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Kristi Wachter walks with a sign hanging around her neck. It reads: "UFO Cult."
Wachter is an a.r.s devotee from San Francisco who dropped by to picket while traveling through Phoenix. She says since she began protesting against the church, Scientologists have frequently retaliated by showing up outside her California home, where private residences can legally be picketed.
Bruce Pettycrew, meanwhile, hefts a sign that reads "Scientology Kills." It refers to Lisa McPherson, he says, but Jacobsen adds that the slogan is also meant to counter a sign Scientologists frequently carry that reads "Psychiatry Kills."
Pettycrew is a Phoenix software engineer who began picketing the church after Internet users were raided by church officials. He estimates that he demonstrates more than once a week, and last year he was sued by the local church for his frequent protests. The lawsuits have been dropped, but Pettycrew says he's still under a court order not to cause noise that can be heard in the church.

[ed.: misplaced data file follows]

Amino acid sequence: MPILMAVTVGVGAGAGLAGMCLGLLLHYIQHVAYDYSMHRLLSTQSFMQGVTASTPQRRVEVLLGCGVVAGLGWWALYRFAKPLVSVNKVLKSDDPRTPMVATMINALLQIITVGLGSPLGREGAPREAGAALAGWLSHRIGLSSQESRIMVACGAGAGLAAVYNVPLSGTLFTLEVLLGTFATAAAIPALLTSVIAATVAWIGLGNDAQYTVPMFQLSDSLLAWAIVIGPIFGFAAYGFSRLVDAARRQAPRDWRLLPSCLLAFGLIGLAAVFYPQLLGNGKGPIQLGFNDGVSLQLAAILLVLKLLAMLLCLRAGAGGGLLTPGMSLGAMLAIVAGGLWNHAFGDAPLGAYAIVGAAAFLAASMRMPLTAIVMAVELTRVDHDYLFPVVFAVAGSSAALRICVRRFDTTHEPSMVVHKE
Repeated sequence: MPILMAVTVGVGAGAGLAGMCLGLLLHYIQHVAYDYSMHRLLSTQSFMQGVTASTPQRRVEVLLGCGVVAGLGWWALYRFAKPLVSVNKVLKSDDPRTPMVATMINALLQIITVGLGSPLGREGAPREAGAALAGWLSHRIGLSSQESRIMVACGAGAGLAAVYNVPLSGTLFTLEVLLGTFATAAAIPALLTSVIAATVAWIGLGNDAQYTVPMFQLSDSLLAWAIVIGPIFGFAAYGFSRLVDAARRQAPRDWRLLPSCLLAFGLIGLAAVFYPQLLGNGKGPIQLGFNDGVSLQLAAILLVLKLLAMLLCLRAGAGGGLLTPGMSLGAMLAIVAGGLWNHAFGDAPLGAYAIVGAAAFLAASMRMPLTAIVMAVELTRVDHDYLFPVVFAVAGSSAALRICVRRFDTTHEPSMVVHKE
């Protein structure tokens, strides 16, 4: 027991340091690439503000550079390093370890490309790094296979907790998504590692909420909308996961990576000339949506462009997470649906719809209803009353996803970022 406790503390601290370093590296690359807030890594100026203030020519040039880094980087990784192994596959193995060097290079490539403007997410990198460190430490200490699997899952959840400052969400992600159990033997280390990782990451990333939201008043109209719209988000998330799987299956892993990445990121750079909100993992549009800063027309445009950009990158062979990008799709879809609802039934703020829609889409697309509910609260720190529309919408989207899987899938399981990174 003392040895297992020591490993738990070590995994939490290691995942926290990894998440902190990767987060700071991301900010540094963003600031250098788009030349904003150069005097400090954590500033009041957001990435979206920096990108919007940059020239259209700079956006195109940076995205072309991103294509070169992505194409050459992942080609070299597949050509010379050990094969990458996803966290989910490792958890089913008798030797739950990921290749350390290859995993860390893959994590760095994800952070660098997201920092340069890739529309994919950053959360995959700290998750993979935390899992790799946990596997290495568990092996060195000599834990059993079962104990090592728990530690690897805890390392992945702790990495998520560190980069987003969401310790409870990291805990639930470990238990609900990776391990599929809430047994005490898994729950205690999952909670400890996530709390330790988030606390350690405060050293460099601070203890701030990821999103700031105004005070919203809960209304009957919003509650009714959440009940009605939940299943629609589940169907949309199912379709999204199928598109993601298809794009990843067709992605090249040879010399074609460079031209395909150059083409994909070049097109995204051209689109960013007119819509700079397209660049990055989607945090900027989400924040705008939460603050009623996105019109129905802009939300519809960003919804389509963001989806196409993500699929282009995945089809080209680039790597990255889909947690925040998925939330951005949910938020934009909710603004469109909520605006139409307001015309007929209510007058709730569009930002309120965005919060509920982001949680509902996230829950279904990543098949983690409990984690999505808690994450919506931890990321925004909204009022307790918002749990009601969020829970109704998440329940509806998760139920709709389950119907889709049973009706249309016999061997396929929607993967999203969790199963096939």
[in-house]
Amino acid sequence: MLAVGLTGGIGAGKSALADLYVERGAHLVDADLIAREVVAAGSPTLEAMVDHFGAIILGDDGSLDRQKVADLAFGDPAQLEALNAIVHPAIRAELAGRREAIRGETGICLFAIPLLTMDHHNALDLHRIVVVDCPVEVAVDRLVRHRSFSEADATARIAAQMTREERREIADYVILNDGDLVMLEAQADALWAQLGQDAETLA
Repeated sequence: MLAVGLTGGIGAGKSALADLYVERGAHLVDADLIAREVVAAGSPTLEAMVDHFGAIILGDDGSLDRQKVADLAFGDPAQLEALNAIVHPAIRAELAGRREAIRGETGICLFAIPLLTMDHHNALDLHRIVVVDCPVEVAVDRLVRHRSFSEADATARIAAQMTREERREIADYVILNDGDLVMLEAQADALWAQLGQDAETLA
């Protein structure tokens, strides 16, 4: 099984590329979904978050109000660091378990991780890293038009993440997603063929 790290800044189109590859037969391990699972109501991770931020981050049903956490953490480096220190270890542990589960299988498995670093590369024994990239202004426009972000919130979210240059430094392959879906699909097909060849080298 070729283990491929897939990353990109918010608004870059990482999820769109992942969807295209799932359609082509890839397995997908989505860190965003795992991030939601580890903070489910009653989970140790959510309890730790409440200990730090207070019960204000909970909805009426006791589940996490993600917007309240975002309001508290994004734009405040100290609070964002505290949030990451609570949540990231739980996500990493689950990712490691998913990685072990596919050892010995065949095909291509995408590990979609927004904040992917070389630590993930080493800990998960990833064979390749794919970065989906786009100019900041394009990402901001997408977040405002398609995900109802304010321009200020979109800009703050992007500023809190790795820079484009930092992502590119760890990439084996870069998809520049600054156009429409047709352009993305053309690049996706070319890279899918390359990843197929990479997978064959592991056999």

Pettycrew says he's motivated to expose Scientology because of its secretive nature. "The world has a problem with pseudoscience. I feel Scientology's one of the grossest examples of that, and I think it's a good place to press the attack," he says.
Pettycrew says out-of-town a.r.s devotees set up pickets about twice a month. Jacobsen, meanwhile, tries to go to Los Angeles and Clearwater for road-pickets several times a year. On December 5, the anniversary of Lisa McPherson's death, Jacobsen helped organize a vigil in Clearwater that drew 100 people.
Inside the Mesa church, Reverend Durhman and others keep an eye on the demonstration. Durhman comes outside to greet a visitor and to allow her picture to be taken.
Later, in a telephone interview, she says, "Jacobsen and his picketer pals are the ones harassing our church and spreading lies about us. What he does to our religion is no different than someone painting a swastika on a synagogue or burning a cross in a black family's yard--no different whatsoever."